Biologics – Formulation Development

Subvisible Particles Are a Key Quality Metric for Biologic Drugs

Monitoring protein stability in biologic drug development is crucial because aggregates can limit a product’s shelf life and is a leading indicator of a therapy’s potential immunogenic threat. As a result, the FDA recommends that “strategies to minimize aggregate formation should be developed as early as feasible in product development”1 and “an assessment should be made of the range and levels of subvisible particles (2–10 μm) present in therapeutic protein products initially and over the course of the shelf life.”1 USP<787> and USP<788> provide specific regulatory guidance for subvisible particle counts for parenteral administration.

Subvisible particles fall into a unique size range: too big for DLS, too big for SEC, and too small for visual analysis by eye.

Methods such as light obscuration (LO) and flow imaging (FI) can measure subvisible aggregates but require hundreds of microliters to milliliters of sample for analysis. In biologics development where formulations are being developed at increasingly high concentrations, this amount of material can be prohibitive and only available at late stages.

Low Volume, High Throughput Subvisible Aggregate Analysis

Today, formulations development is increasingly important as many drugs are administered subcutaneously at high concentrations (>100 g L-1) and low volumes. At this stage a candidate will be assessed for solubility in various pH- and salt-conditions, excipients, stability in platform formulations under representative stress conditions, such as increased temperature, shaking, and freeze/thaw, as well as compatibility with the primary container. Ideally as much information as possible can be obtained with maximum throughput and minimal material consumption.

The Aura and Horizon® system’s 96-well automated format is highly suited to DoE approach to formulations development. Analysis takes about 1 minute per sample, so that several parameters can be tested in a short amount of time with no dilution or sample preparation required. Perform an excipient screen, pH screen, or test buffer conditions in a matter of hours. Since only 5 μL volume is needed per test, analysis does not consume large amounts of material even with replicates.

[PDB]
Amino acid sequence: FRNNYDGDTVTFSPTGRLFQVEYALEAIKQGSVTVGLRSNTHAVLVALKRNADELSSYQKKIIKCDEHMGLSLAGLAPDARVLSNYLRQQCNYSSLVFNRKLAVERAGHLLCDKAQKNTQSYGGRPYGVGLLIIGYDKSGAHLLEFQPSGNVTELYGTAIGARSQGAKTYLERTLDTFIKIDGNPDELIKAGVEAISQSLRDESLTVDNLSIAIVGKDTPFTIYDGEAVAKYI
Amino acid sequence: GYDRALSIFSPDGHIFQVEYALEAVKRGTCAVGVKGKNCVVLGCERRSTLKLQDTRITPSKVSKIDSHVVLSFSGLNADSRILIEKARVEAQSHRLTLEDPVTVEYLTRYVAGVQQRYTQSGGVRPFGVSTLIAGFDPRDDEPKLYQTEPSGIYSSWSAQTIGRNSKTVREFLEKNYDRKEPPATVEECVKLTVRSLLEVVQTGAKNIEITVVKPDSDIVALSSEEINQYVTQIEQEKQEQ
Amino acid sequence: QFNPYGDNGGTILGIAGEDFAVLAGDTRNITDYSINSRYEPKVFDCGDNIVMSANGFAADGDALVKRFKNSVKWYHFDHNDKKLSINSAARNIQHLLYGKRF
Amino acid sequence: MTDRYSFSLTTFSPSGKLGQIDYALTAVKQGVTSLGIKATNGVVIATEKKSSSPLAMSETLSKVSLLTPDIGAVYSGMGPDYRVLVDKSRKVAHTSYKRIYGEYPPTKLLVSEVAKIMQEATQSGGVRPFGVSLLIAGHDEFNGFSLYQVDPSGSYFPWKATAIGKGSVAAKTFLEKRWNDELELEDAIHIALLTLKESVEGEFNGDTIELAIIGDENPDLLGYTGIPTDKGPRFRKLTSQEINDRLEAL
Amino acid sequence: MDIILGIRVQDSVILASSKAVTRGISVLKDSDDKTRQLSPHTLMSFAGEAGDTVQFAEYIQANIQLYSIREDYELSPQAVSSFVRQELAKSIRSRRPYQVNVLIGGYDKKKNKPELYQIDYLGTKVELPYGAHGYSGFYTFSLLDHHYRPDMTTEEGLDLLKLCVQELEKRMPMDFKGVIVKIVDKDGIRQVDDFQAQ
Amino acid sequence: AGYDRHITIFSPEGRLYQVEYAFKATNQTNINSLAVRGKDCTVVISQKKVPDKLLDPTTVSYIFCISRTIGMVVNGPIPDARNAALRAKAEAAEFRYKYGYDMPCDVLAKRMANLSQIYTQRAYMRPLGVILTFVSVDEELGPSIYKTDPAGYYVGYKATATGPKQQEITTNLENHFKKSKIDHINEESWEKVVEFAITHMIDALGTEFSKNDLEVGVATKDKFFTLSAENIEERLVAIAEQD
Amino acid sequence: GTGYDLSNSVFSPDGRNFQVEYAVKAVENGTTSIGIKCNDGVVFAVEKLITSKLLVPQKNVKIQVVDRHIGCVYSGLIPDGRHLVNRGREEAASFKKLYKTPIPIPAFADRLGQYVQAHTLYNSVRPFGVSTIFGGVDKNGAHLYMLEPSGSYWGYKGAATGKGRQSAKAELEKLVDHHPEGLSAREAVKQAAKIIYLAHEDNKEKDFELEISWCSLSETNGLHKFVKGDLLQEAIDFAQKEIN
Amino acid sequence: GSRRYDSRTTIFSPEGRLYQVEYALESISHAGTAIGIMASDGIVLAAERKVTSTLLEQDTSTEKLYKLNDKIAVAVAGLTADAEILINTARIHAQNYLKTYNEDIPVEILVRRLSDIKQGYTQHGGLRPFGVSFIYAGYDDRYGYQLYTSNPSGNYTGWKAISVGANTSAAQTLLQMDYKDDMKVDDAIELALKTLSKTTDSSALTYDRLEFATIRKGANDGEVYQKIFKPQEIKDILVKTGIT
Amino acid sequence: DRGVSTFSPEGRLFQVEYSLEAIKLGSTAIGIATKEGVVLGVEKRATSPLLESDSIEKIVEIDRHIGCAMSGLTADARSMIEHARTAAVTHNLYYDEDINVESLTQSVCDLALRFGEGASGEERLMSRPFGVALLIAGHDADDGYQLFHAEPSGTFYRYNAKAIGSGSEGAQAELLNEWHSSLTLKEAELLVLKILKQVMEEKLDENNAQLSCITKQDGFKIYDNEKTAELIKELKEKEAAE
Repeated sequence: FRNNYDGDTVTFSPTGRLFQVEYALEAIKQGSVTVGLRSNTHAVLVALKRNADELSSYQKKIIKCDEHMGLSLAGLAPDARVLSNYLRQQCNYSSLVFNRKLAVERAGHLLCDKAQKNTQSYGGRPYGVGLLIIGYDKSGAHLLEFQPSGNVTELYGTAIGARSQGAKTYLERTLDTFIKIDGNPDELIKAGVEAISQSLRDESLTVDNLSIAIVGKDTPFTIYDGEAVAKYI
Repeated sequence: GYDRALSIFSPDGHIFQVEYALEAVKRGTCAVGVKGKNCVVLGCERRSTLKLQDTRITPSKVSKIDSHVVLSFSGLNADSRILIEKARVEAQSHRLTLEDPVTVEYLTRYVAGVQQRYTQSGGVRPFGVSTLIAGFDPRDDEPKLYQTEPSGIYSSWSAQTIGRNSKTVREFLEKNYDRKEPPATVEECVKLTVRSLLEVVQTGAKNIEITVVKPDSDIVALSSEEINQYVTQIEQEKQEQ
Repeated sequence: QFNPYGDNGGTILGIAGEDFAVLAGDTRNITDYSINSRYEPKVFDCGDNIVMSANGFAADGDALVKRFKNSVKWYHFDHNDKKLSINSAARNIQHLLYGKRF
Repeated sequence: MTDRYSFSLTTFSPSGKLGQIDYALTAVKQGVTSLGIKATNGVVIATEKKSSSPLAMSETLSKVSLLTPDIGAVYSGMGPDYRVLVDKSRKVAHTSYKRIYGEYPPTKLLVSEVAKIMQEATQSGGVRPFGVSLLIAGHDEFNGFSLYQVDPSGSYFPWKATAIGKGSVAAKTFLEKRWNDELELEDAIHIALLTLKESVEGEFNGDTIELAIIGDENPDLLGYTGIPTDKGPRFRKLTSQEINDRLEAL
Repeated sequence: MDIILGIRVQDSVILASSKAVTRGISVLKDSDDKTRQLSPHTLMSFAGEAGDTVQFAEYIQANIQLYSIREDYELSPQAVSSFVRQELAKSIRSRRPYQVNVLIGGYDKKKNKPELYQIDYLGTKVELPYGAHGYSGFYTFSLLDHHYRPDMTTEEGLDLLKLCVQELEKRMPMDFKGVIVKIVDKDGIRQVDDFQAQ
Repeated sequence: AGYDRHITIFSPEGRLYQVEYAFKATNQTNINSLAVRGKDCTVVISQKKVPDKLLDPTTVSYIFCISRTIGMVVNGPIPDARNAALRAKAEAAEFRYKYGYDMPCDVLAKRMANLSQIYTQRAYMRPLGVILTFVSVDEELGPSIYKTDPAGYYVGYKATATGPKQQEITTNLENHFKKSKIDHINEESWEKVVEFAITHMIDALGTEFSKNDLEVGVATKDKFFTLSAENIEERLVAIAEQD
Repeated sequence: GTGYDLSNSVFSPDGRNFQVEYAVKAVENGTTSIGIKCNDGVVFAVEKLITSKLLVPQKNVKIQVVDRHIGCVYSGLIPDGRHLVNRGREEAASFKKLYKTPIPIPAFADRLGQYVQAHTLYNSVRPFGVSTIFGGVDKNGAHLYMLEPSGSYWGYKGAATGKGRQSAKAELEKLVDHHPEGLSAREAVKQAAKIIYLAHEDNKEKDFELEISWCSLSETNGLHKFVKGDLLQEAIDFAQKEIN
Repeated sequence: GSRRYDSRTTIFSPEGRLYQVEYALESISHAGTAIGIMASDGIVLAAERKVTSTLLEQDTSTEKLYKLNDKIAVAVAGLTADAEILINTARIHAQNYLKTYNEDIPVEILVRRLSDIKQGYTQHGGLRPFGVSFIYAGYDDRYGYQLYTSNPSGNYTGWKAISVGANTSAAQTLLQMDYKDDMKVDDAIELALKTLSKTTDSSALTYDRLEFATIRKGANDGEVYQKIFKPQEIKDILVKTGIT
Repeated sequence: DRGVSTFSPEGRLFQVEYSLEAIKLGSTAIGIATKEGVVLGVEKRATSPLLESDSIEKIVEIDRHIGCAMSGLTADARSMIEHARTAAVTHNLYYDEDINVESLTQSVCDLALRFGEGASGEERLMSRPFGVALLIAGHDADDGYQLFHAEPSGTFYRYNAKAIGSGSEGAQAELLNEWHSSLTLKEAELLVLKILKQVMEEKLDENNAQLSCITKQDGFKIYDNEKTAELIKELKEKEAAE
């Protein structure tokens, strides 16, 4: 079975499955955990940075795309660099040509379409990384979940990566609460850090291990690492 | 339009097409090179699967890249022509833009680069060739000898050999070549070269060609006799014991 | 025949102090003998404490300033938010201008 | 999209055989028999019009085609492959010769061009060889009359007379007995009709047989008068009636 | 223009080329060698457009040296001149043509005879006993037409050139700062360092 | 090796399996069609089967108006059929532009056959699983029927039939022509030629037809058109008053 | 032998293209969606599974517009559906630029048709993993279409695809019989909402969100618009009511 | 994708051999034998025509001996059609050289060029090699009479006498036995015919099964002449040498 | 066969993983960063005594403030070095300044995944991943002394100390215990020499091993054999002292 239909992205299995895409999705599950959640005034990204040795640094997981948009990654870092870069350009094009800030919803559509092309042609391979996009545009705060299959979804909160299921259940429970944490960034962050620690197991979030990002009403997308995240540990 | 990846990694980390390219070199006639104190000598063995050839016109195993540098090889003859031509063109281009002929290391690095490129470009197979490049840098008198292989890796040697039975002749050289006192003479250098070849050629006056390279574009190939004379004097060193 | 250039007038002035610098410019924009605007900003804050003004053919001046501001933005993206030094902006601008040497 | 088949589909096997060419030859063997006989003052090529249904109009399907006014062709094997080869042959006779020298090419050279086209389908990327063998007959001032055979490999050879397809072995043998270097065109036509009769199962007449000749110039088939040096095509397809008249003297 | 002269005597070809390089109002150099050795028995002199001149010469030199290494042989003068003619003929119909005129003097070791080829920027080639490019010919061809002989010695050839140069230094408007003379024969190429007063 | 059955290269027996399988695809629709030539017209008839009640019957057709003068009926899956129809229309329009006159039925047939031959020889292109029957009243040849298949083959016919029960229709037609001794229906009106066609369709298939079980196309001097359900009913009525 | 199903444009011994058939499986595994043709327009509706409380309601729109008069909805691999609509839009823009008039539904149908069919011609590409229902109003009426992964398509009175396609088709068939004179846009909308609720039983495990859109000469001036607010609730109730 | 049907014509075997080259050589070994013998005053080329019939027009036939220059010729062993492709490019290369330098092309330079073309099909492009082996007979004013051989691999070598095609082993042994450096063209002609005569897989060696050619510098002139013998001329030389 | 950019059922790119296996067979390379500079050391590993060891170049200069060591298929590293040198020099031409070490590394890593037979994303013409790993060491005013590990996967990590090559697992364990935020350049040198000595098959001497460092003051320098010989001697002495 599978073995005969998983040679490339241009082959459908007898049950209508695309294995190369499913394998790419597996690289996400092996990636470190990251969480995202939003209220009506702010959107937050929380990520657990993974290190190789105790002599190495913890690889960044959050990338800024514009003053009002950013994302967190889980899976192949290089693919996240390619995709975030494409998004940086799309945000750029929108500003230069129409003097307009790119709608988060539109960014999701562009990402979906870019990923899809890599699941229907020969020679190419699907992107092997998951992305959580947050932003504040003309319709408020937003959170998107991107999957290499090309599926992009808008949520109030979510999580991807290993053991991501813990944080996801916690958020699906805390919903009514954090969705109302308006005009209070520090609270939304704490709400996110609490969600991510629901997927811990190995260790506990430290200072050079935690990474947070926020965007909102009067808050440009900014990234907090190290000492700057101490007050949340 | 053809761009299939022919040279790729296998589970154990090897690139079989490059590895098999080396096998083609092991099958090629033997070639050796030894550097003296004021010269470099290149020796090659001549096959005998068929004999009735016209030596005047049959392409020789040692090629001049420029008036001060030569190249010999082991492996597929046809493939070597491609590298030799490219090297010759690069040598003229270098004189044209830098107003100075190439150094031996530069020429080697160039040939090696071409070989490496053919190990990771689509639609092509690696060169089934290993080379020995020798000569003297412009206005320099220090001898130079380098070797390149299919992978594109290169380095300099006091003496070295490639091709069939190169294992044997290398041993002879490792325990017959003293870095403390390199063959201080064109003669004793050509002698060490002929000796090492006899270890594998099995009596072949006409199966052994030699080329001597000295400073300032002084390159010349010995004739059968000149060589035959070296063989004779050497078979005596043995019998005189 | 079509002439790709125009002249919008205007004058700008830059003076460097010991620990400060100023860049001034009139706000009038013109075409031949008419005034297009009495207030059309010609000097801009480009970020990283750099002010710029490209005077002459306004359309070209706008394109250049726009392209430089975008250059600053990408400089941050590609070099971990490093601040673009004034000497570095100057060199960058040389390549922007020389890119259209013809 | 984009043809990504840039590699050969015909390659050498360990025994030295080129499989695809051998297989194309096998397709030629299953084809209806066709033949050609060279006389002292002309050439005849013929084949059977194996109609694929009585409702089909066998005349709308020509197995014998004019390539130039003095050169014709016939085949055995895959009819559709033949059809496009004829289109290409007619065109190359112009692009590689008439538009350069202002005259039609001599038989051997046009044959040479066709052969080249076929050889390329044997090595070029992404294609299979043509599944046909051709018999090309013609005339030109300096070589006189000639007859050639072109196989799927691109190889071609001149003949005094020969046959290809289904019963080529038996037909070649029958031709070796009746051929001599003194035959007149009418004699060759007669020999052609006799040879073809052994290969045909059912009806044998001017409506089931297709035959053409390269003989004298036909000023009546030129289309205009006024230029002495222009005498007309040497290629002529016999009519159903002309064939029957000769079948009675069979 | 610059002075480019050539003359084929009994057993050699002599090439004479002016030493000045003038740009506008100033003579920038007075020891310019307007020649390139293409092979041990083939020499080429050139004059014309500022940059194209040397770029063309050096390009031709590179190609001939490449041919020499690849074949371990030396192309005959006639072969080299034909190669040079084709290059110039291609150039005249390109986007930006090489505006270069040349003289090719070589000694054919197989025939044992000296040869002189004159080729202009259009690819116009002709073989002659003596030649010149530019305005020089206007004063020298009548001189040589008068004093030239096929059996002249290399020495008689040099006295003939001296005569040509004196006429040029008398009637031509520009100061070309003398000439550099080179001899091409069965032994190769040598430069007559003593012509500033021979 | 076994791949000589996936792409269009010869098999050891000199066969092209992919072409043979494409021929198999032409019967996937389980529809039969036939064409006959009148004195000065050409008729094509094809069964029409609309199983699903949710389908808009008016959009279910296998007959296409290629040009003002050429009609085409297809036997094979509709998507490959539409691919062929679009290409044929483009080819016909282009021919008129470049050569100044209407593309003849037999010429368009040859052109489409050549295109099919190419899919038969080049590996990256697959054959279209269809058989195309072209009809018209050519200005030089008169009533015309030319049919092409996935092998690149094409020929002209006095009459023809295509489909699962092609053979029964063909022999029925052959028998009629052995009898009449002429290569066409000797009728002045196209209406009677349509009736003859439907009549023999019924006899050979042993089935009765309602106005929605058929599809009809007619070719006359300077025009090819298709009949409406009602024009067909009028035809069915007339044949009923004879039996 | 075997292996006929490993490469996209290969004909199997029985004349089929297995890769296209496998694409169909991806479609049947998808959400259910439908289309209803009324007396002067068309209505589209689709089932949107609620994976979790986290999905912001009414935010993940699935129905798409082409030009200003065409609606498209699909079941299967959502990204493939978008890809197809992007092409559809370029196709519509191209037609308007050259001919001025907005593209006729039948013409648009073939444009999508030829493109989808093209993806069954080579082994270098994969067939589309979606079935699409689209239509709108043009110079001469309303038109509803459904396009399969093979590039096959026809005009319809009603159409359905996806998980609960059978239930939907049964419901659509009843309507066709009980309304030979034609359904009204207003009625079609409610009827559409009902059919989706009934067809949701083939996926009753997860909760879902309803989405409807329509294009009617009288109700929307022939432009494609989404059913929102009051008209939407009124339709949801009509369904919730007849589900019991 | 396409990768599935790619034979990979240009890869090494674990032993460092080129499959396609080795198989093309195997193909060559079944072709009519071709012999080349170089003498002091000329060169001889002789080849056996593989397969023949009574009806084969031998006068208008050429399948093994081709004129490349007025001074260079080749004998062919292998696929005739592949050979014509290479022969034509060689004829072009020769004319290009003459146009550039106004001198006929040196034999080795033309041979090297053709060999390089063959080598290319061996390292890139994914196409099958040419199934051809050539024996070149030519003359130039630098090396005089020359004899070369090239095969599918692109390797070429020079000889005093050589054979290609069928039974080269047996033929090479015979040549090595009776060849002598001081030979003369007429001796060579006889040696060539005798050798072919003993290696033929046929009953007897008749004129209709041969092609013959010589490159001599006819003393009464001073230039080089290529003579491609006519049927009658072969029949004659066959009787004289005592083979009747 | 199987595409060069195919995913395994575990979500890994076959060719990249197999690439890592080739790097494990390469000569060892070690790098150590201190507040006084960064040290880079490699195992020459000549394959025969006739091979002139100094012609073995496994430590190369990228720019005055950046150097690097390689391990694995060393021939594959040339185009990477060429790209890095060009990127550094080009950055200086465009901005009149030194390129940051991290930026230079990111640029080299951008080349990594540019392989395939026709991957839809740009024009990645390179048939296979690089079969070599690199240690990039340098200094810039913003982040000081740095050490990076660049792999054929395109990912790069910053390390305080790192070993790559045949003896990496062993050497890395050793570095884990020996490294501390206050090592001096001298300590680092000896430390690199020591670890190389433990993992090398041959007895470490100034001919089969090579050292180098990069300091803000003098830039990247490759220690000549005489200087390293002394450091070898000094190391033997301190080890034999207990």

Test many conditions using 96-well membrane plates. Each well requires only 5 μL sample and analysis is automated, taking about 1 minute per well.

Screen several conditions using only a small amount of sample. Polysorbate versus mechanical stress of an IgG molecule shows stabilizing effect. This experiment was run in about 30 minutes.

Measurements That Are More Sensitive Than Flow-Based Methods

Despite its predominance, Light Obscuration routinely undercounts and under sizes particle measurements in bioformulations due to the low refractive index contrast of protein aggregates in aqueous solution. Flow imaging methods must contend with imaging microscopic translucent particles in liquid, which provides minimal refractive index contrast and can also be susceptible to undercounting and under-sizing protein aggregates2.

The refractive index difference between protein aggregates in aqueous solution (flow imaging) and air (BMI).

Impact of Solution Refractive Index on particle counts: A comparison of Flow Imaging with BMI. While trends are similar, BMI is more sensitive due to its higher refractive index contrast and therefore counts and measures particles with higher accuracy.

BMI by contrast measures by conducting image analysis on particles captured on a membrane surface. Because the imaging is done in air rather than liquid, the system is not subject to matrix effects or solution refractive index. Translucent particles can be clearly imaged, leading to more accurate particle counts.

Higher refractive index contrast also provides better quality imaging, for better accuracy and characterization of size and morphology of particles.

Comparison of images using BMI versus flow imaging. Polysorbate particles imaged on Horizon membrane are better resolved due to high refractive index contrast compared to solution measurements. From Helbig, C. et al. Backgrounded Membrane Imaging (BMI) for High-Throughput Characterization of Subvisible Particles During Biopharmaceutical Drug Product Development. J Pharm Sci. 2019 Mar 23. pii: S0022-3549(19)30197-2

Why Use the Aura and Horizon System for Biologics Formulations Development:

  • Low sample consumption (as little as 5 μL per test) so that multiple measurements can be made and averaged
  • Higher throughput for testing lots of formulations and conditions
  • Provides detailed information on particles – size, morphology, counts, distribution
  • Rapid analysis time
  • Wide working range: Measures particles from 1 μm to 5 mm with high reproducibility
  • Particles are imaged without the interference of buffer or matrix for higher sensitivity
  • User-friendly software interface
  • Quality images of particles
  • Quantitation of non-homogeneous particle populations (size, density, morphology)
  • Sensitivity to detect changes as a function of stress and solution conditions
  • Protein/non-protein ID


  1. Bee JS, et al. Production of particles of therapeutic proteins at the air– water interface during compression/dilation cycles. Soft Matter. 2012 Sep 26;8(40):10329–35.
  2. Zölls et .al Flow Imaging Microscopy for Protein Particle Analysis—A Comparative Evaluation of Four Different Analytical Instruments. AAPS J. 2013;15:1200–11.